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Astrobotic wins NASA contract to continue work on small lunar CubeRover

Aaron Aupperlee
| Tuesday, March 13, 2018, 2:40 p.m.
An artist interpretation of the Astrobotic Peregrine Lunar Lander with CubeRover.
An artist interpretation of the Astrobotic Peregrine Lunar Lander with CubeRover.

Astrobotic won a $750,000 contract from NASA to continue developing a small lunar rover.

The Pittsburgh-based space delivery company will continue to work closely with Carnegie Mellon University on developing the CubeRover.

The rovers could drive down the cost of exploration on the lunar and Martian surfaces and open both up to more scientific, commercial missions.

“CubeRover stands to give more people access to the Moon than ever before,” Andrew Horchler, head of the program at Astrobotic, said in a statement. “Countries and organizations without multi-billion-dollar budgets now have a means of exploring other worlds for the first time.”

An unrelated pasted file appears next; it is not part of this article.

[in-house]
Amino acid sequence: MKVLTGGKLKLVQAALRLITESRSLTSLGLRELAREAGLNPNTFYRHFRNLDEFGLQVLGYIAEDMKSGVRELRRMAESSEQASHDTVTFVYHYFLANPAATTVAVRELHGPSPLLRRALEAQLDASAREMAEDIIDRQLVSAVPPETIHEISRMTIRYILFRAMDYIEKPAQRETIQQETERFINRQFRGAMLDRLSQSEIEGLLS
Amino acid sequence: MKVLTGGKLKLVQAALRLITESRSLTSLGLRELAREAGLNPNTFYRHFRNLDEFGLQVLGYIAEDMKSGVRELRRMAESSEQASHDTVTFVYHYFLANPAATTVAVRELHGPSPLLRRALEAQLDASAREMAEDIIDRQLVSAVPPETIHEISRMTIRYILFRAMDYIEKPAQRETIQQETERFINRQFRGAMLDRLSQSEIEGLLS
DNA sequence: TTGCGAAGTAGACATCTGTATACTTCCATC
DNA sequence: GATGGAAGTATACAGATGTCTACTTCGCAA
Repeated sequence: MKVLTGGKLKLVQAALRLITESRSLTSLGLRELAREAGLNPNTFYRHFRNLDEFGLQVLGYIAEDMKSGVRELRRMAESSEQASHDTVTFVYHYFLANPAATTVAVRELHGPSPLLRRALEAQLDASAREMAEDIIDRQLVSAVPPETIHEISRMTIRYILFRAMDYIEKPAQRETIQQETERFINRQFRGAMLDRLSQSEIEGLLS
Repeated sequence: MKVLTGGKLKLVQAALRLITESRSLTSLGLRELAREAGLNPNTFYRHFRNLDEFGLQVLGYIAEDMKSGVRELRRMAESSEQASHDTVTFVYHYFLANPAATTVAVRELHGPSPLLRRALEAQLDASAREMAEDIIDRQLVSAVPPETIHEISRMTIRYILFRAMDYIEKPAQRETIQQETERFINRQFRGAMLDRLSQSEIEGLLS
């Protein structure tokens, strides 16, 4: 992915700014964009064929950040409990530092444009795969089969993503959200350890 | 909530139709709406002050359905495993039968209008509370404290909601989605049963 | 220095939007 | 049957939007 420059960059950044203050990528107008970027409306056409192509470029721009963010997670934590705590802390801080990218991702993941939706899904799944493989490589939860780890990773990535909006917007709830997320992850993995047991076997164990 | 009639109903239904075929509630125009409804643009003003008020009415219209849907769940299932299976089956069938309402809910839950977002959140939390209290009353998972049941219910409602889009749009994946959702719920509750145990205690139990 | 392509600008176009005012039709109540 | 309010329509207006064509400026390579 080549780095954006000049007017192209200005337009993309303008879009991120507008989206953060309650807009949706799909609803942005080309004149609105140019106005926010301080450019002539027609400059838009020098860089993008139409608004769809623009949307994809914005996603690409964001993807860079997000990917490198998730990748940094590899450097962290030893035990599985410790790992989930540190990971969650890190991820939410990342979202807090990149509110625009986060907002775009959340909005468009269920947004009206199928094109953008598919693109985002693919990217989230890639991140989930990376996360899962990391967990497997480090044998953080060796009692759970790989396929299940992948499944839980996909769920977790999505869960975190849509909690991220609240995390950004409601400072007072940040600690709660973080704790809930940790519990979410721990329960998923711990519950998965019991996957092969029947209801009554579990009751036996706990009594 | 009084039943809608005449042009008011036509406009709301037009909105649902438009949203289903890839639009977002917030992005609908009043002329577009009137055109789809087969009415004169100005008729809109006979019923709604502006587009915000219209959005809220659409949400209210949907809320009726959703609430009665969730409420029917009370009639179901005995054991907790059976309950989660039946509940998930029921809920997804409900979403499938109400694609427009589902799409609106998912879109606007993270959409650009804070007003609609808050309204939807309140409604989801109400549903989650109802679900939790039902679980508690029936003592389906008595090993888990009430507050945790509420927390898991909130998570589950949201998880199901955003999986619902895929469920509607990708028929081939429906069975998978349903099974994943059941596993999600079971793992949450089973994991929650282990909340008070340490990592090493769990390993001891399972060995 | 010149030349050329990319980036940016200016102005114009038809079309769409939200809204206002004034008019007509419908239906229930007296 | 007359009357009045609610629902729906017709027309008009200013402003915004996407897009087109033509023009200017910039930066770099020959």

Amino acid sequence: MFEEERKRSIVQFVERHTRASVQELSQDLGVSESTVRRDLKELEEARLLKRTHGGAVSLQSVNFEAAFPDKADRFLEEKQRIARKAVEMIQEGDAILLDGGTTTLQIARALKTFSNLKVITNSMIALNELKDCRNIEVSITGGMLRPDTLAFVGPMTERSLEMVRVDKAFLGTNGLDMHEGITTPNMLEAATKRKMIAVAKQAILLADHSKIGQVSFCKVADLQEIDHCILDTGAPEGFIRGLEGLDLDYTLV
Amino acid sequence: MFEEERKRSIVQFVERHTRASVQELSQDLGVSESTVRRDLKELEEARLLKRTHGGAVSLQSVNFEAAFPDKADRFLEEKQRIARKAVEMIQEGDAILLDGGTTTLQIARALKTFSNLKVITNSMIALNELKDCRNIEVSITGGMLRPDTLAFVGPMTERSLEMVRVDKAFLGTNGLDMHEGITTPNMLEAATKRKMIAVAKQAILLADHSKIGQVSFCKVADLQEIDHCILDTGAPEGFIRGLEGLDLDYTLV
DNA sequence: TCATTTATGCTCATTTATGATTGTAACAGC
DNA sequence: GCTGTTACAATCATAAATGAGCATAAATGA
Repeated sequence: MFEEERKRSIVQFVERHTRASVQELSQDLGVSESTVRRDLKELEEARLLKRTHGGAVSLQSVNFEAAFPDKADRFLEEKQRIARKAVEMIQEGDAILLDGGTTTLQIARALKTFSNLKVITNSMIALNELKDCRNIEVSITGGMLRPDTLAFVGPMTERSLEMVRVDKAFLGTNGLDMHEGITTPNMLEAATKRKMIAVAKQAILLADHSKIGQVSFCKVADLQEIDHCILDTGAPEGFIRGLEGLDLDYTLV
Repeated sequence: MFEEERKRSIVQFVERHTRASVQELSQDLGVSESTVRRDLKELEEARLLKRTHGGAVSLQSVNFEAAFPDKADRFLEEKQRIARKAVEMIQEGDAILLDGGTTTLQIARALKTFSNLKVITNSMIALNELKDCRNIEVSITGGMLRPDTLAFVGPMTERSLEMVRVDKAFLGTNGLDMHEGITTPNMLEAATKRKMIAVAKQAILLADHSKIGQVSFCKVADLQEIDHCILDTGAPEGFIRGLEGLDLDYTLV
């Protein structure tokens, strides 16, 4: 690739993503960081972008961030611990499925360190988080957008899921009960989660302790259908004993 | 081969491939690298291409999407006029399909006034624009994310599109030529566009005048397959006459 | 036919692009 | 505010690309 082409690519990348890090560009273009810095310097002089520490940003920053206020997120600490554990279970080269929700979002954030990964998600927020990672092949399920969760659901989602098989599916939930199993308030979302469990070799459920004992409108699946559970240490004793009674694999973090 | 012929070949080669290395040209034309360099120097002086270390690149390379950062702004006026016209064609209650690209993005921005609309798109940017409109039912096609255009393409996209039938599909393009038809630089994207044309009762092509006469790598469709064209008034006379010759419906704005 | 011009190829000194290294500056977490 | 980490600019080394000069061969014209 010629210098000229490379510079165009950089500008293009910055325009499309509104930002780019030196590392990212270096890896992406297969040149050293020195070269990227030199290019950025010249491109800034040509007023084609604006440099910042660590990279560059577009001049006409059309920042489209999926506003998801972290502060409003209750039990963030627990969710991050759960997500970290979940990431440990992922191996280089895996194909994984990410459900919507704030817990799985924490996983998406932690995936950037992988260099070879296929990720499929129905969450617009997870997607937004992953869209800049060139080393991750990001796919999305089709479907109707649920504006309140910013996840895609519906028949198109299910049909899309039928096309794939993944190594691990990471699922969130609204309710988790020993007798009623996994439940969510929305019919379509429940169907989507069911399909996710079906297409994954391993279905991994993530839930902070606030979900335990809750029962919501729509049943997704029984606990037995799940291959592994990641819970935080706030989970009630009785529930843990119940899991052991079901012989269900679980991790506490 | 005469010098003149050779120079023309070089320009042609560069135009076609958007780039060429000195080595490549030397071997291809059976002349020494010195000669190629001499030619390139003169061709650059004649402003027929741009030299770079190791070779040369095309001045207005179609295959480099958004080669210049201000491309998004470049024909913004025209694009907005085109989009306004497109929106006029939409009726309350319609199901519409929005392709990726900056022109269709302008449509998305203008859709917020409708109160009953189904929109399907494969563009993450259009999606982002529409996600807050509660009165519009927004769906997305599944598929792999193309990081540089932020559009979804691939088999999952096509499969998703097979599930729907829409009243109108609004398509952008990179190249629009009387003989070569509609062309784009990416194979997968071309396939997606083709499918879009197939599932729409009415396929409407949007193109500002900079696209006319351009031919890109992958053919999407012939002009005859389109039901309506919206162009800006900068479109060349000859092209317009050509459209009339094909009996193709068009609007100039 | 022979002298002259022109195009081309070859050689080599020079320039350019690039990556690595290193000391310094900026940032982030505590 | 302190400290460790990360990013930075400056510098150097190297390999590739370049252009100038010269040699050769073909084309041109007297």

NASA's Curiosity Rover, which landed on Mars in 2012, weighed about as much as a car and cost about $2.5 billion. The Martian rovers Spirit and Opportunity weighed about as much as a golf cart and cost $400 million apiece.

Astrobotic's CubeRover would weigh less than five pounds and fit into a small cube aboard a lunar lander. The rover would then unfold itself from the cube and explore the surface. Astrobotic hopes to send its first CubeRover to the Moon abroad the maiden voyage of its Peregrine lander in 2020.

CMU's Planetary Robotics Lab designed a 10-kilogram CubeRover in 2015. The lab has also built an 8-kilogram rover, a 6-kilogram prototype and developed designs for a 4-kilogram model.

Astrobotic received $125,000 from NASA in May to begin work with CMU on the CubeRover. The additional $750,000 will fund work for the next two years to develop a flight-ready rover for NASA.

Aaron Aupperlee is a Tribune-Review staff writer. Reach him at, 412-336-8448 or via Twitter @tinynotebook.

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